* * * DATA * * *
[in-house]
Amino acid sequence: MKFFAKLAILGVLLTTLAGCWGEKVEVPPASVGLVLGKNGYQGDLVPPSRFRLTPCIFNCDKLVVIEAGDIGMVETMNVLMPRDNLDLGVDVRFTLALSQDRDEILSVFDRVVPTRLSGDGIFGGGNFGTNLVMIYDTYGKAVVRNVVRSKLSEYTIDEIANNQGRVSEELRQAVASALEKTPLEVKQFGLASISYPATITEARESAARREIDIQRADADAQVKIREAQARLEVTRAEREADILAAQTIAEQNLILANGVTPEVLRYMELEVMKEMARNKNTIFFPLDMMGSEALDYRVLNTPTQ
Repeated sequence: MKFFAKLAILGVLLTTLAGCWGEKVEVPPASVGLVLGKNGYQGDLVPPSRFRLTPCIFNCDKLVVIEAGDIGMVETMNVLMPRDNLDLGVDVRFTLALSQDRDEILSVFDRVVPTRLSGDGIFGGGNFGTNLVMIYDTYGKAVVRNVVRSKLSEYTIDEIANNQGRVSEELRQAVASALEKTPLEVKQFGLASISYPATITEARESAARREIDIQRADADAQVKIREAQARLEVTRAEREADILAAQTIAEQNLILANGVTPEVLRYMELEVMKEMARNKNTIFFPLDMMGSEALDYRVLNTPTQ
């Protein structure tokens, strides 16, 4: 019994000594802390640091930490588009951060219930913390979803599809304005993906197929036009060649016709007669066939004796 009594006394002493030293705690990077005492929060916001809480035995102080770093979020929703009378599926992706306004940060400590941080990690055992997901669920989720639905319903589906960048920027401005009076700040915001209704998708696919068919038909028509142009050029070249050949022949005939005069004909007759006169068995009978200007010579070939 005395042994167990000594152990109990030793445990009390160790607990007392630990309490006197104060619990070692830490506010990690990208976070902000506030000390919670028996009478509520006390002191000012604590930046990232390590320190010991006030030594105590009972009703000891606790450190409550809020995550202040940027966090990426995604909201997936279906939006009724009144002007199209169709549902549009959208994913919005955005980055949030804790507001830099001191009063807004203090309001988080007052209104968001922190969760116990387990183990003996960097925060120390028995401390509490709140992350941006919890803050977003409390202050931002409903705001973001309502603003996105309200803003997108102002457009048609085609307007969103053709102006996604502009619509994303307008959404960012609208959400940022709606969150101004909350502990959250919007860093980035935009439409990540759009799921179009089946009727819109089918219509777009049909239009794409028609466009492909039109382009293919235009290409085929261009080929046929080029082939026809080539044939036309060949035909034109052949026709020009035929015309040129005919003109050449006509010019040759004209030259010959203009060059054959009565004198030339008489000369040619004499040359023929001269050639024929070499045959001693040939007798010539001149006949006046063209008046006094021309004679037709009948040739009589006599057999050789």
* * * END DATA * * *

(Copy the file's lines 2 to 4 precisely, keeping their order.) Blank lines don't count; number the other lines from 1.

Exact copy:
Amino acid sequence: MKFFAKLAILGVLLTTLAGCWGEKVEVPPASVGLVLGKNGYQGDLVPPSRFRLTPCIFNCDKLVVIEAGDIGMVETMNVLMPRDNLDLGVDVRFTLALSQDRDEILSVFDRVVPTRLSGDGIFGGGNFGTNLVMIYDTYGKAVVRNVVRSKLSEYTIDEIANNQGRVSEELRQAVASALEKTPLEVKQFGLASISYPATITEARESAARREIDIQRADADAQVKIREAQARLEVTRAEREADILAAQTIAEQNLILANGVTPEVLRYMELEVMKEMARNKNTIFFPLDMMGSEALDYRVLNTPTQ
Repeated sequence: MKFFAKLAILGVLLTTLAGCWGEKVEVPPASVGLVLGKNGYQGDLVPPSRFRLTPCIFNCDKLVVIEAGDIGMVETMNVLMPRDNLDLGVDVRFTLALSQDRDEILSVFDRVVPTRLSGDGIFGGGNFGTNLVMIYDTYGKAVVRNVVRSKLSEYTIDEIANNQGRVSEELRQAVASALEKTPLEVKQFGLASISYPATITEARESAARREIDIQRADADAQVKIREAQARLEVTRAEREADILAAQTIAEQNLILANGVTPEVLRYMELEVMKEMARNKNTIFFPLDMMGSEALDYRVLNTPTQ
């Protein structure tokens, strides 16, 4: 019994000594802390640091930490588009951060219930913390979803599809304005993906197929036009060649016709007669066939004796 009594006394002493030293705690990077005492929060916001809480035995102080770093979020929703009378599926992706306004940060400590941080990690055992997901669920989720639905319903589906960048920027401005009076700040915001209704998708696919068919038909028509142009050029070249050949022949005939005069004909007759006169068995009978200007010579070939 005395042994167990000594152990109990030793445990009390160790607990007392630990309490006197104060619990070692830490506010990690990208976070902000506030000390919670028996009478509520006390002191000012604590930046990232390590320190010991006030030594105590009972009703000891606790450190409550809020995550202040940027966090990426995604909201997936279906939006009724009144002007199209169709549902549009959208994913919005955005980055949030804790507001830099001191009063807004203090309001988080007052209104968001922190969760116990387990183990003996960097925060120390028995401390509490709140992350941006919890803050977003409390202050931002409903705001973001309502603003996105309200803003997108102002457009048609085609307007969103053709102006996604502009619509994303307008959404960012609208959400940022709606969150101004909350502990959250919007860093980035935009439409990540759009799921179009089946009727819109089918219509777009049909239009794409028609466009492909039109382009293919235009290409085929261009080929046929080029082939026809080539044939036309060949035909034109052949026709020009035929015309040129005919003109050449006509010019040759004209030259010959203009060059054959009565004198030339008489000369040619004499040359023929001269050639024929070499045959001693040939007798010539001149006949006046063209008046006094021309004679037709009948040739009589006599057999050789």